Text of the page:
This complex, compulsively paced narrative is orchestrated mainly by Cage but the player can directly effect the outcome; this gives your actions real weight and opens you to a rare gaming position, strong empathy with the characters. Panic, joy, fear, anger, sadness are all transferred with remarkable effectiveness, owed hugely to the fantastic facial-animation. It actually provides the much more subtle expressions of subdued pain, sarcasm and a liar’s uncomfortable twitch. I’ve never been able to collect so much information from a game character purely from their expression; I was actually able to deduce motives and gain hints through observation. The main characters, with the exception of some out-of-place villains, not only have been written and voice-acted outstandingly well, but visually performed to a pedigree never before seen in a game. Quantic Dreams specialist motion-capture team have also done a superb job with physical animation, well, until the duff animations show up. Kissing in particular just looks odd, walking up stairs has a robotic edge and there are still animated mannequins in many scenes.

I also witnessed terrible object collision during a touching cinematic, a police woman walking through a character and a desk. Maybe Cage just had to get some sort of supernatural element in at some angle, no matter the cost. I thought we’d seen the last of this sort of malarkey back in the late nineties… To add insult to injury in what is an otherwise remarkable game, there are also some glaring graphical issues. At times the frame-rate drops noticeably, in particular the press conference near the beginning and the scrap-yard. There is also unignorable screen tearing in places and low resolution textures hanging out like a builder’s butt. Overall though the visuals and the animation are fantastic, from picking up a phone, play sword fighting on a hot sunny day, rocking out at another of Cage’s favourite settings – the techno night club complete with lasers – to being smashed through a table, it convinces and becomes seamless. Heavy Rain is a stunningly good looking game which makes immersion all the easier.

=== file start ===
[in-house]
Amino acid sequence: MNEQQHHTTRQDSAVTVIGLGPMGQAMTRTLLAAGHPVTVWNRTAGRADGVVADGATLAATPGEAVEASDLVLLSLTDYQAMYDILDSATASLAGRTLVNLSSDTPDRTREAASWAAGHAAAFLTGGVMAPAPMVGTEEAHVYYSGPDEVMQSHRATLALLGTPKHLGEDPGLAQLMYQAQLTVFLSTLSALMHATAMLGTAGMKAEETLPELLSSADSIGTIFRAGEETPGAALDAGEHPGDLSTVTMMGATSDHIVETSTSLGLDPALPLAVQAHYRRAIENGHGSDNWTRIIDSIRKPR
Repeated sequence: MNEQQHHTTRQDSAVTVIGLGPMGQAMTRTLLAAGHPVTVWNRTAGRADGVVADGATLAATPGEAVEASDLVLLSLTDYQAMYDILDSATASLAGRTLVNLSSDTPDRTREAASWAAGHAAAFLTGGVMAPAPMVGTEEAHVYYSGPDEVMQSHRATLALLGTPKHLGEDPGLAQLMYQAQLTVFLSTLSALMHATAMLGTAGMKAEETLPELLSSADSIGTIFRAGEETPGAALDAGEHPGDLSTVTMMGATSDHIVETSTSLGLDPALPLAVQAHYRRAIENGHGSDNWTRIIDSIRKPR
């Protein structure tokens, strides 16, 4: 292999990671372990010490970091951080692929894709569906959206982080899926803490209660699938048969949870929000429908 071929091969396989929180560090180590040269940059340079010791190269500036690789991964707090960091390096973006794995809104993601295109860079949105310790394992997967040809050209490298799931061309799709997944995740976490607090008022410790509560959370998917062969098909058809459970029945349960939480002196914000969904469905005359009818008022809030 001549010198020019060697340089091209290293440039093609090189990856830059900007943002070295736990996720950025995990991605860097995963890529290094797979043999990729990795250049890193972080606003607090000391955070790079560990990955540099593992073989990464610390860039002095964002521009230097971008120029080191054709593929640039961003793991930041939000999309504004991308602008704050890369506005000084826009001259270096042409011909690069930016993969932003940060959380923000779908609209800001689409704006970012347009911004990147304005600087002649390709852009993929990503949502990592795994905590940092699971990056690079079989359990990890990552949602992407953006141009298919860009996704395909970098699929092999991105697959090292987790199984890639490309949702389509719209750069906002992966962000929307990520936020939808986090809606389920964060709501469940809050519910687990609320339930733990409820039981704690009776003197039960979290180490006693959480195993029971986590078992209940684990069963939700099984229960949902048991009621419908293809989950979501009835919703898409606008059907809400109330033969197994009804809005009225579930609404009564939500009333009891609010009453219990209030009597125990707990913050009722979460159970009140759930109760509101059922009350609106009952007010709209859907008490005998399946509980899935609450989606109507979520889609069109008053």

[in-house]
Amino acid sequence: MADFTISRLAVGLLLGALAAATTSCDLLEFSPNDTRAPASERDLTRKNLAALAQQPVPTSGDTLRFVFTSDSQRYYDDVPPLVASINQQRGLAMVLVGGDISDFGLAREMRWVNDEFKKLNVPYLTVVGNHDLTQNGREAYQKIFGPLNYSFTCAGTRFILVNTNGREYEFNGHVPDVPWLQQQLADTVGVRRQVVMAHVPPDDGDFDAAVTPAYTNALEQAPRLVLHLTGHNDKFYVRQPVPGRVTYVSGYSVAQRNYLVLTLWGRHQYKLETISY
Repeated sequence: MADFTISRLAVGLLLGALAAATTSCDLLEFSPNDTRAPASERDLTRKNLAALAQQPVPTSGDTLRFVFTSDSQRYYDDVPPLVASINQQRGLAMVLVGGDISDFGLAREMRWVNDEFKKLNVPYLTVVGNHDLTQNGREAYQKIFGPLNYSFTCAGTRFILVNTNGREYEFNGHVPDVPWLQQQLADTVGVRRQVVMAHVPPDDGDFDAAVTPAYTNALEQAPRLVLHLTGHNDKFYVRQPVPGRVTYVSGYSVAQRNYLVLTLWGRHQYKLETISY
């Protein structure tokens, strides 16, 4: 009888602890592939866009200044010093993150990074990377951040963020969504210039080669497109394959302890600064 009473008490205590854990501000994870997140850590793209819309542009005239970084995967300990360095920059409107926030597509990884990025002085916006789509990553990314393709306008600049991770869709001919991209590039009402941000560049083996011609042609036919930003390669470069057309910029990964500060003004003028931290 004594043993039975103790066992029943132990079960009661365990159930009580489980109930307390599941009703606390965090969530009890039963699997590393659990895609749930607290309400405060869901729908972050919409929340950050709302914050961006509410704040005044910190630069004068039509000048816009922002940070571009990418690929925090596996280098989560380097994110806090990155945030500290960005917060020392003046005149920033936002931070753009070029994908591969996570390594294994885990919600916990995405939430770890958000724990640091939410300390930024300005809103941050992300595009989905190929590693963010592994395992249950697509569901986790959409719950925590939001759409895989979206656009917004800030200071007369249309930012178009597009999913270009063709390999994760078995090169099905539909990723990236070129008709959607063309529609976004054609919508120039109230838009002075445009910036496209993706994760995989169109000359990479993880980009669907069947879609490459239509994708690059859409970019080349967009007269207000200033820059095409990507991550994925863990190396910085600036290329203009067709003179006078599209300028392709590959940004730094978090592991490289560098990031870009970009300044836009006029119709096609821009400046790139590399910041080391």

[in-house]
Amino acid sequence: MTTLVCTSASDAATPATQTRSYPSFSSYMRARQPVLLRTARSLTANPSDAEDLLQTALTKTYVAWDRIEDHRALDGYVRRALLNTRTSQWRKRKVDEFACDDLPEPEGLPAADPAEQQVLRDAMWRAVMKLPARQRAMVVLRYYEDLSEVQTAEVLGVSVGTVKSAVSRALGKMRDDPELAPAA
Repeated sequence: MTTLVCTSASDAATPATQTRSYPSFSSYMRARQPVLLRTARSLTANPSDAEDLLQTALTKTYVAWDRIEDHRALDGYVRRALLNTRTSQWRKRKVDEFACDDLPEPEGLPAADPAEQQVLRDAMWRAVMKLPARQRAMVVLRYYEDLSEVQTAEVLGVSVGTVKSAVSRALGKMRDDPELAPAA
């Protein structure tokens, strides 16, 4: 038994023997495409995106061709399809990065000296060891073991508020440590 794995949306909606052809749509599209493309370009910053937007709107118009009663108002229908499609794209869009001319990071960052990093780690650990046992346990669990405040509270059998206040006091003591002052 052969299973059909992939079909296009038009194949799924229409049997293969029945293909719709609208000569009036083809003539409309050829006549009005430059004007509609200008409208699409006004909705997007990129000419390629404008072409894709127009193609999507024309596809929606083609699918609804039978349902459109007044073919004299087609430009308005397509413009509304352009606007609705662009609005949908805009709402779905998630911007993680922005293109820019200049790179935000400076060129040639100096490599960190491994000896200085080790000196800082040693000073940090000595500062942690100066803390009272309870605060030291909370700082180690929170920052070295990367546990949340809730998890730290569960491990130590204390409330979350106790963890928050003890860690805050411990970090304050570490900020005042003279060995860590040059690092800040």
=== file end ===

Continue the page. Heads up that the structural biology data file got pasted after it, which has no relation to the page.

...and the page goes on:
However it’s not just the outstanding visuals that allow for this involvement with the game; if the story is the locked book, the controls are the key. Granted it essentially translates to a point and click adventure with a gargantuan verb sheet but the overall effect is still effective. The game essentially has two modes: exploration and action. The former is where you can look for clues, solve puzzles and interact with the environment. This is achieved by using the R2 button to move and the left stick to direct the character. It sounds great in theory and mostly works; it can however be teeth grinningly irritating, making you feel like you’re trying to wave a cat into a running shower at times. This seems to be due to a smart environment navigation system implemented to remove that stupid game situation where you end up getting stuck on the side of a desk. It’s not game breaking, but this spongy movement could have seen more polish. Still Heavy Rain has a nice trick up its film noir trench-coat. As part of these exploration sections pushing L2 allows you to view the thoughts of your character, providing a monolog or choice which appear as floating words circling their head. Depending on the situation and the emotional state of your character, these words can be steady and easy to read while calm, or jumbled and distorted spinning out of control if stressed: simple but effective. Especially since your choice will affect the story.